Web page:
On a red-figured wine vessel (lēkythos) from Vouni, Cyprus (now in the Medelhavsmuseet museum in Stockholm) of the 4th century BCE (Schauenburg, 1975, pp. 115-16, pl. 39), we find a Persian satrap holding a scepter in one hand and a rhyton in the other. From one side, a goddess, perhaps the Iranian Anāhitā, comes and offers him a nomadic-type, recurved bow, an old symbol for the ruler in the Iranian world (Jäger, 1988). One can assume that rhyta in Achaemenid times symbolized the power of the satraps in their provinces given to them by the King of kings, as shown by the Vouni vessel. Both the recurved bow and the rhyton represent the power of the Achaemenid king through his satrap. This would also make it more understandable why no rhyta are brought to the Achaemenid king by the tribute-bearers on the Apadāna at Persepolis: they were produced at the royal court especially as gifts to the satraps of the provinces as ruling signs and reached the seat of a satrap as the king’s gift. For example, the rhyton with the horse-riding satrap from Erebuni in Armenia (see above) could have been a fine example of a royal gift of an Achaemenid king to his satrap in Armenia. Those Achaemenid rhyta found in tombs of Thracian chiefs could also have reached them in order to underscore the political ties between the Achaemenid king and the chiefs. The Thracians were valuable politically for the Achaemenids, because they were settled at the borders of Greece. Via the Thracians, the Celts of southeastern Europe also wre influenced in the toreutic arts (Ebbinghaus, 1999, pp. 385-425).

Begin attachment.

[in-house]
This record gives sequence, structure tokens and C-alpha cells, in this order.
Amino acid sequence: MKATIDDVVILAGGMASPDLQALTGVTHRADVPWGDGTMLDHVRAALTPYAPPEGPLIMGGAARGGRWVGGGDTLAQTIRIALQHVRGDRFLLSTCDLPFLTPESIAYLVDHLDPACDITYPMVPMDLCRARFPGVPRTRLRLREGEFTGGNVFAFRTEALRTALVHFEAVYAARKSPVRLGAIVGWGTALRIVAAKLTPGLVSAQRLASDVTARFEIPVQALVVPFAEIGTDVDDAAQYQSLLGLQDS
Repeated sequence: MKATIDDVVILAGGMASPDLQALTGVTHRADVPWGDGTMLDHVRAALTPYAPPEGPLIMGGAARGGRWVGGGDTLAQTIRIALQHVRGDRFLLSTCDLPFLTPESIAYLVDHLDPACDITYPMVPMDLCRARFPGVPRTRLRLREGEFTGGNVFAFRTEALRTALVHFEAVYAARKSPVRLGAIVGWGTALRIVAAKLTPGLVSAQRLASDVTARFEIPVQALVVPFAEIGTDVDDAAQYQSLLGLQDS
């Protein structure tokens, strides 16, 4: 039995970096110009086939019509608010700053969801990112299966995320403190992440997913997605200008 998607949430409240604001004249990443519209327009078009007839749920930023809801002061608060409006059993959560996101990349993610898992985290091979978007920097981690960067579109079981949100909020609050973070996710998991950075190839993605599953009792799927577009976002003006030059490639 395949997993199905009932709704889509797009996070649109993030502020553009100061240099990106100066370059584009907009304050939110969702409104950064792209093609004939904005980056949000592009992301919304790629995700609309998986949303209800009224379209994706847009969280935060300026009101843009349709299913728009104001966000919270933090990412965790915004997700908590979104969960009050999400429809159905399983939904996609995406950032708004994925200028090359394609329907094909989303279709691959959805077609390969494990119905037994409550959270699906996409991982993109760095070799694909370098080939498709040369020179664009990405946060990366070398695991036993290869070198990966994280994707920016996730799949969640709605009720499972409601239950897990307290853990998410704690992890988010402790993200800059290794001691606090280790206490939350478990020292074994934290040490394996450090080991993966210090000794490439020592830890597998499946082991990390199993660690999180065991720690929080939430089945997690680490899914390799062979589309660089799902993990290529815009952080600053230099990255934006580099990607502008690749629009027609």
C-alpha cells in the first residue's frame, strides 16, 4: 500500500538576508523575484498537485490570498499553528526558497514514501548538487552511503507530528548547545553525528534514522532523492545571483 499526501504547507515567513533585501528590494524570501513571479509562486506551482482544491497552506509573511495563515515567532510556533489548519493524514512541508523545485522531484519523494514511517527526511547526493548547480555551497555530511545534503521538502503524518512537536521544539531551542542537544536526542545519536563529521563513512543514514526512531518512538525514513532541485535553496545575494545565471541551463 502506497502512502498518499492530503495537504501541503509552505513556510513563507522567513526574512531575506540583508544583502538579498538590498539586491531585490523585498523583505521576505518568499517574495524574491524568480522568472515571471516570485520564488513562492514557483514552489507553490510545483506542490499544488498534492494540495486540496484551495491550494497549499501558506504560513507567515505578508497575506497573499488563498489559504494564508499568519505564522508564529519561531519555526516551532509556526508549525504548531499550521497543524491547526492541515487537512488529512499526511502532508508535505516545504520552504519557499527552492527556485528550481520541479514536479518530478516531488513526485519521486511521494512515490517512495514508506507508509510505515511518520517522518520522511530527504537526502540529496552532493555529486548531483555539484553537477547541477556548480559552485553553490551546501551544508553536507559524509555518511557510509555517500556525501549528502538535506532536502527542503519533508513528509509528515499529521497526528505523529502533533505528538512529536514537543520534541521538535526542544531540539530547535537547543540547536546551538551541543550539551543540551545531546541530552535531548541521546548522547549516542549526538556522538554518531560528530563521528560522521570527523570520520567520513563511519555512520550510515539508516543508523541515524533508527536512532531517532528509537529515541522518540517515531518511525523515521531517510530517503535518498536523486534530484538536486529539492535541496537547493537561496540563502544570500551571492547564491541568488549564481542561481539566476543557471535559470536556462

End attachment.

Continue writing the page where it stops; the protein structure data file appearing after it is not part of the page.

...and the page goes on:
But not all rhyta need have served as symbols of power or regalia. Especially in the case of rhyta lacking archeological context, how and by whom they were used can only be judged by study of the entire composition (in German: Gesamtkunstwerk) of each one. Analysis of the rhyta must consider all variants of every protome form, as well as the complete decoration of the vessel part and the region where a given rhyton originated. The most fruitful outcome would be connection of an animal shown as a protome to a certain god or goddess of some religious cult, although, additionally, the decoration of the vessel would need to fit with this religious context, if known. Each rhyton must be examined individually, and, if protome and decoration conflict, violating the artistic unity and integrity of the vessel, one should doubt the object’s authenticity.